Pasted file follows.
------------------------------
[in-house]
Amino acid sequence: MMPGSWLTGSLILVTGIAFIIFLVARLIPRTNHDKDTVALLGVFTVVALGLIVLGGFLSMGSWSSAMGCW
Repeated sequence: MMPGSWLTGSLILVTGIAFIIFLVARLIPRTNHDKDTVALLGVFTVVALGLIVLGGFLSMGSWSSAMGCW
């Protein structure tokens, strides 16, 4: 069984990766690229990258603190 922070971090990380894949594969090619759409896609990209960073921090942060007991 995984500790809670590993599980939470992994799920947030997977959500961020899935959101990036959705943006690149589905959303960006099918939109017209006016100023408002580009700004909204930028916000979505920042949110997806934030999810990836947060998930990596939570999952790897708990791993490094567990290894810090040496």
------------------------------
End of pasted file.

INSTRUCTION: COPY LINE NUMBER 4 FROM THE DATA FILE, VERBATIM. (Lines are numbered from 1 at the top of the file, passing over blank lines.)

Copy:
């Protein structure tokens, strides 16, 4: 069984990766690229990258603190 922070971090990380894949594969090619759409896609990209960073921090942060007991 995984500790809670590993599980939470992994799920947030997977959500961020899935959101990036959705943006690149589905959303960006099918939109017209006016100023408002580009700004909204930028916000979505920042949110997806934030999810990836947060998930990596939570999952790897708990791993490094567990290894810090040496």